Many nail polish brands claim that their offerings are free of certain toxic chemicals. The California Department of Toxic Substances Control put those claims to the test in a lab — and the findings are, well, concerning.
Investigators randomly chose 25 brands of polishes that are available only at nail salons, including a number of products claiming to be free of the chemicals toluene, dibutyl phthalate (DBP) and formaldehyde, which are known as the toxic trio. Regulators said exposure to large amounts of the chemicals has been linked to developmental problems, asthma and other illnesses.
Investigators found that 10 of 12 products that claimed to be free of toluene actually contained it, with four of the products having dangerously high levels.
The report also found that five of seven products that claimed to be "free of the toxic three" included one or more of the agents in significant levels.
Formaldehyde, toluene, and DBP are all legal cosmetic ingredients in the U.S. — despite the fact that they have been linked to everything from cancer to birth defects to ataxia. But the presence of these ingredients is supposed to be disclosed in product labeling.
The problem is, no public authority tests the stated ingredients of products like nail polish for accuracy — let alone safety — prior to sale. This is because nail polish, like shampoo, tooth paste, and moisturizer is not considered a "drug" or a "medical device," but instead falls into the looser category of "personal-care products." Cosmetics companies can lie. And moves to give the FDA even minimal authority to oversee personal-care products have been fiercely opposed by the cosmetics industry.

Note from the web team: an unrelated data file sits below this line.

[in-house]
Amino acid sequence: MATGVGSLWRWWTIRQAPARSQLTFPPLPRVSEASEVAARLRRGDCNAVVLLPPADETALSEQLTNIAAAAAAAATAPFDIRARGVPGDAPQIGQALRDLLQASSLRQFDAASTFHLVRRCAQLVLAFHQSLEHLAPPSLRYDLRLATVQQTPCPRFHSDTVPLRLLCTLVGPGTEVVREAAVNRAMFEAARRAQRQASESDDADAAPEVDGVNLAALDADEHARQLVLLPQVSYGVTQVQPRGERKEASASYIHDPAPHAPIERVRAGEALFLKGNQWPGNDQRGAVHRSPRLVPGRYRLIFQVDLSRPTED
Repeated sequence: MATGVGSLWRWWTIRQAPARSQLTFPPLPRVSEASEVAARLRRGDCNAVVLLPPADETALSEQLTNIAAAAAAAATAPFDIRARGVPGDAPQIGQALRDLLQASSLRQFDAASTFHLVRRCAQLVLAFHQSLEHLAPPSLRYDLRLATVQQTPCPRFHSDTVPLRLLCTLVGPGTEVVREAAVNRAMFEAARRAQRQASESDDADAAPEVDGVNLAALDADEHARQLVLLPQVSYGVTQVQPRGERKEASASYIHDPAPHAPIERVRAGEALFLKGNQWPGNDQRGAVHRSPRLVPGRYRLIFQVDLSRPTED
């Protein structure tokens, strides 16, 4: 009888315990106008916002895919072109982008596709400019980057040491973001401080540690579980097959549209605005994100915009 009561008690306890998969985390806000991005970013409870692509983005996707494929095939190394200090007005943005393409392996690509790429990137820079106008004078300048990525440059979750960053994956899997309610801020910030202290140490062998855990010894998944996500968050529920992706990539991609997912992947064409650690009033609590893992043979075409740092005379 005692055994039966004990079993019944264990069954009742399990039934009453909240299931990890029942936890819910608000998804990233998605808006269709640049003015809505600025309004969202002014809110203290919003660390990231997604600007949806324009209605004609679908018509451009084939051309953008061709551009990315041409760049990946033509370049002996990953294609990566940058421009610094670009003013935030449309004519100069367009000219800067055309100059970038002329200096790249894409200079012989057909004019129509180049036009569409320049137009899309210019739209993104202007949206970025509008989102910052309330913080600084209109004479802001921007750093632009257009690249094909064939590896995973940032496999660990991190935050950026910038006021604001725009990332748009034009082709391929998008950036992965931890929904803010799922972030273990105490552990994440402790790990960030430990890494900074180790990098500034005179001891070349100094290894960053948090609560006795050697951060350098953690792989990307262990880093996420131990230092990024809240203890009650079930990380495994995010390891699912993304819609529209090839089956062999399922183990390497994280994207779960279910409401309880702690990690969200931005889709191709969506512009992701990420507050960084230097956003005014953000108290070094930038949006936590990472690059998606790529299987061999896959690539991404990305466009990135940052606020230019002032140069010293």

The products tested by the state include Sation 99 basecoat, Sation 53 red-pink nail color, Dare to Wear nail lacquer, Chelsea 650 Baby's Breath Nail Lacquer, New York Summer Nail Color, Paris Spicy 298 nail lacquer, Sunshine nail lacquer, Cacie Light Free Gel Basecoat, Cacie Sun Protection Topcoat, Golden Girl Topcoat, Nail Art Top-N-Seal and High Gloss Topcoat. If those sound unfamiliar to you, it may be because you mostly do your nails at home — the DTSC chose to focus on salon-only brands because of the elevated risk faced by salon workers. It doesn't mean your drugstore nail polish — or your department store nail polish — is any more (or less) likely to be accurately labeled. It just means it hasn't been tested.
The companies whose products tested positive for the chemicals they claimed they didn't contain may face fines for snowing the public with their labels — and possibly legal action. The controversy over the "Brazilian Blow-Out" hair-straightening process, which was marketed to consumers and salons as "formaldehyde-free" but proved in fact to be formaldehyde-laced, was ignited following similar testing performed by the state of California. And when the dust had settled from the resulting lawsuit, Brazilian Blow-Out had to pay consumers a $4.5 million settlement.
It's probably too soon to be counting on a class-action payment for all those bottles of supposedly "DBP-free" nail polish in that shoebox under the bed — and at any rate, it is salon workers (and not casual customers) who are most put at risk by misleading labeling and potentially dangerous ingredients, due to their prolonged exposure. (Risks from exposure are minimized with good ventilation, but most nail salons, you may have noticed, are not so well-ventilated. Manicurists, many of whom are immigrants, are also vulnerable to wage theft and poor working conditions. Some are paid as little as $2 per hour.) But it is concerning because so many nail polish companies — including top brands like Essie, OPI, Butter London, Orly, Sally Hansen, Zoya, and Deborah Lippman — proudly tout their DBP-, toluene-, and formaldehyde-free products. Some of us buy those brands, as opposed to their competitors, specifically because of those claims. Are they telling the truth?